AI-generated image via Dall-E
Security researcher Sam Curry has discovered API vulnerabilities in over 20 car manufacturers’ code, including names like BMW, Mercedes and Ferrari, allowing hackers to remotely unlock, start and track cars and leaking owners’ personal information.
Curry and his team had previously discovered a security vulnerability affecting the vehicle telematics service used by Hyundai and Genesis cars, allowing complete takeover using the vehicles’ remote control app. The researchers disclosed the bug on Twitter after working with Hyundai to develop a fix.
This discovery impacts multiple brands, including Acura, BMW, Ferrari, Ford, Honda, Hyundai, Infiniti, Jaguar, KIA, Land Rover, Mercedes-Benz, Nissan, Porsche, Roll Royce, Toyota, and Genesis. Additionally, the vulnerabilities also affect vehicle technology brands Reviver and Spireon and the streaming service SiriusXM.
Following a 90-day disclosure period, Curry revealed the vulnerabilities. At the time of writing, the respective manufacturers have fixed all issues, and the bugs aren’t exploitable anymore.
The vulnerabilities impact different manufacturers differently and range from giving attackers remote access to start/stop cars and tracking them to giving access to SSO (Single Sign-on) systems, eventually making internal tools accessible.
For BMW, the researchers could access internal dealer portals, query VINs and access sales documents containing sensitive user information. Mercedes-Benz was a similar case where they could access internal company tools, including multiple private GitHub and AWS instances, internal chat channels on Mattermost, and XENTRY systems used to connect to customer cars, among other things.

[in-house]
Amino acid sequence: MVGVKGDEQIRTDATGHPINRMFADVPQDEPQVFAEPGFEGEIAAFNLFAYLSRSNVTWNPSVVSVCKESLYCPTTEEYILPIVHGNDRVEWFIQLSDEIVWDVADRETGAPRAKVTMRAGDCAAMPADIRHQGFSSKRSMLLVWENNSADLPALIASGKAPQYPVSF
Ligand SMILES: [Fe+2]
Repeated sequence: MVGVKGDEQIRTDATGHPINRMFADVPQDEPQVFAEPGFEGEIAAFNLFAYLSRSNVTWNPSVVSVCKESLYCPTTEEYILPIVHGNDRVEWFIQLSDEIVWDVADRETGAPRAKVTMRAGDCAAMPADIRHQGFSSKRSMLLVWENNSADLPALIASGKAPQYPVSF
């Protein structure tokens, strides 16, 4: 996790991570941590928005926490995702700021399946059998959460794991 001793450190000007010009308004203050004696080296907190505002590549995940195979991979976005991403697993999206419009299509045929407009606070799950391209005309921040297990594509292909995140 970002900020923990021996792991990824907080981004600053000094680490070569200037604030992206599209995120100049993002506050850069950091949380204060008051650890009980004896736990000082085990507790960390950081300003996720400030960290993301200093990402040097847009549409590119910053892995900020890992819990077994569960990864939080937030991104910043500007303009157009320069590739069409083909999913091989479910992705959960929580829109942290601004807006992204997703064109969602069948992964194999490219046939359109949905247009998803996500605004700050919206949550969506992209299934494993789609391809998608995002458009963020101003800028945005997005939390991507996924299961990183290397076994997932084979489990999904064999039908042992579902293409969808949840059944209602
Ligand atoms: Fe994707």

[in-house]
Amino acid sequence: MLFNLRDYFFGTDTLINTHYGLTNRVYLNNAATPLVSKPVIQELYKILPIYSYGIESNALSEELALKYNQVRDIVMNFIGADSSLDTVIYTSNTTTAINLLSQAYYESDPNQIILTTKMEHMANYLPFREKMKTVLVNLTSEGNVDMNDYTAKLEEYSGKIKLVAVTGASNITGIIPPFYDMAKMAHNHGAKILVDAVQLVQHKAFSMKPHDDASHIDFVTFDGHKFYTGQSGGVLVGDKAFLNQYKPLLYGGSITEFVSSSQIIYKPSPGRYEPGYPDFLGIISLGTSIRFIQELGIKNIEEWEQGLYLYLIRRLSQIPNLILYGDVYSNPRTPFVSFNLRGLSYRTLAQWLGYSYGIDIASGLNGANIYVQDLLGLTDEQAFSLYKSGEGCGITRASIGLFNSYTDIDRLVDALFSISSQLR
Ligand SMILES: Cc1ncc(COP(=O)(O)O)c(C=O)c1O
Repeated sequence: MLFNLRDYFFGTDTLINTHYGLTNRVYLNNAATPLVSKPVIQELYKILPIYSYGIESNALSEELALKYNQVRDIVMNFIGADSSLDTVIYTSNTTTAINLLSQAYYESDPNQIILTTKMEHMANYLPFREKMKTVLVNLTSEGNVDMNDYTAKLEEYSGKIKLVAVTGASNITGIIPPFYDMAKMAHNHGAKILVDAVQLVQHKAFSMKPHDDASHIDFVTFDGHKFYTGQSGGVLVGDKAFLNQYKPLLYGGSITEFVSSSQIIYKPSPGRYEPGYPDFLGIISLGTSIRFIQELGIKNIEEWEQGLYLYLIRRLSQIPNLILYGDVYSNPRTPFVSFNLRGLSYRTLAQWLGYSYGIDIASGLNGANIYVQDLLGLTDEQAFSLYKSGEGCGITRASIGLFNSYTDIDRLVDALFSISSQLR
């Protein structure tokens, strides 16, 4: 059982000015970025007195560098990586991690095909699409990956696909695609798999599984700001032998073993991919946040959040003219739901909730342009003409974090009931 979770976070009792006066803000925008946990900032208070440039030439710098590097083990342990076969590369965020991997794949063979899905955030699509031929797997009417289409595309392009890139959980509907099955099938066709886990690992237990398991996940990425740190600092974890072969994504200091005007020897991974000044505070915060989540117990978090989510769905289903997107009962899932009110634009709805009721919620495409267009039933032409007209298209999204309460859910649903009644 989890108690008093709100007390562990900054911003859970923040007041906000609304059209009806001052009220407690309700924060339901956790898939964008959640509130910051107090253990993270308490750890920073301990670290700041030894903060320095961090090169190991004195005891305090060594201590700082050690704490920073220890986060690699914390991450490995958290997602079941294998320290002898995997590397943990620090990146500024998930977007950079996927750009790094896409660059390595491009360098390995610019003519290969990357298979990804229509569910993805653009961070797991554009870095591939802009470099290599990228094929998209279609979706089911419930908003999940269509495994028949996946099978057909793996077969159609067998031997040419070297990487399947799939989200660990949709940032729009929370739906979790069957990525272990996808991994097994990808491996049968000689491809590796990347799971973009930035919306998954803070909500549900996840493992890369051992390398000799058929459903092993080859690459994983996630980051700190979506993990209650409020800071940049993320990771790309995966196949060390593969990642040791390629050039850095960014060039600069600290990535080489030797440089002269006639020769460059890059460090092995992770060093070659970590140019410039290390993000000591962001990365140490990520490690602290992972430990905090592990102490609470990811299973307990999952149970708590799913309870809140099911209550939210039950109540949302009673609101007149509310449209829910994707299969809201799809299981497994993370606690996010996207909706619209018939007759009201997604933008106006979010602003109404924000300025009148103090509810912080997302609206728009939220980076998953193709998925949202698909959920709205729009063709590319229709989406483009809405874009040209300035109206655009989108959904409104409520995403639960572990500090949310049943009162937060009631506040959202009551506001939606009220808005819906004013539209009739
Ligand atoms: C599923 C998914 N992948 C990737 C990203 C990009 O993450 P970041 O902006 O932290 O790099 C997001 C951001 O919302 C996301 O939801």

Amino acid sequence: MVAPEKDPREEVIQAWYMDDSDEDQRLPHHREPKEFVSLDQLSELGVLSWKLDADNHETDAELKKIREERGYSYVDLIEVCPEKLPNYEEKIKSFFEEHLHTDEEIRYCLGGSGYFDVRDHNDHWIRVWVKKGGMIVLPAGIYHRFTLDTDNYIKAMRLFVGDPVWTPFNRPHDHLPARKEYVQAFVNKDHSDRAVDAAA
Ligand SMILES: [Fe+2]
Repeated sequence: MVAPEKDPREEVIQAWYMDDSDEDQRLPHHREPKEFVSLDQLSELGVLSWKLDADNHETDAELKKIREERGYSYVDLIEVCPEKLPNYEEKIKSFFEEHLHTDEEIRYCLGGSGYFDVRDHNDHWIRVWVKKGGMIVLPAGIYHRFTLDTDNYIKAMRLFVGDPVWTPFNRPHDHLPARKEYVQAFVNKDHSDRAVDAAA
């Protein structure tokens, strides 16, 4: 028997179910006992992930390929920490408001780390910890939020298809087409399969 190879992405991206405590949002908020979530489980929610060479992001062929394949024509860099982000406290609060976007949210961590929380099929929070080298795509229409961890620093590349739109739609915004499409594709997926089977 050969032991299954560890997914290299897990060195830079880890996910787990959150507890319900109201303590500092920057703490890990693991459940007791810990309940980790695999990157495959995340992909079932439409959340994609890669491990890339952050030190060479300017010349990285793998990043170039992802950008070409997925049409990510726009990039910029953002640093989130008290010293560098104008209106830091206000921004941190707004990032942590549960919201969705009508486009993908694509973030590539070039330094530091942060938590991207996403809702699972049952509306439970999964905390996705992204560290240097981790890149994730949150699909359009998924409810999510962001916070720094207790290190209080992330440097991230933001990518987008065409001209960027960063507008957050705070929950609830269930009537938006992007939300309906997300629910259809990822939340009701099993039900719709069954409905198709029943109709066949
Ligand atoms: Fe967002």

Acura, BMW, Ferrari, Ford, Genesis, Honda, Hyundai, Infiniti, KIA, Mercedes-Benz, Nissan, Porsche, Roll Royce, and Toyota cars had API vulnerabilities that revealed owners’ personally identifiable information (PII). This data includes customer address, sale information and even the physical location of the cars.
Spireon’s GPS navigation systems, used by 15.5 million cars, also suffered from a vulnerability that exposed the cars’ historical location data. Additionally, this could’ve also provided the attackers access to the cars’ remote management systems allowing them to remotely unlock the car, start the engine or even disable the starter mechanisms.
Digital license plate maker Reviver was also at risk of remote, unauthorised access to its admin panel, giving attackers access to location data, user records and the ability to change license plate messaging, among other things. They could also mark a car stolen remotely, causing unnecessary problems for the owner and law enforcement.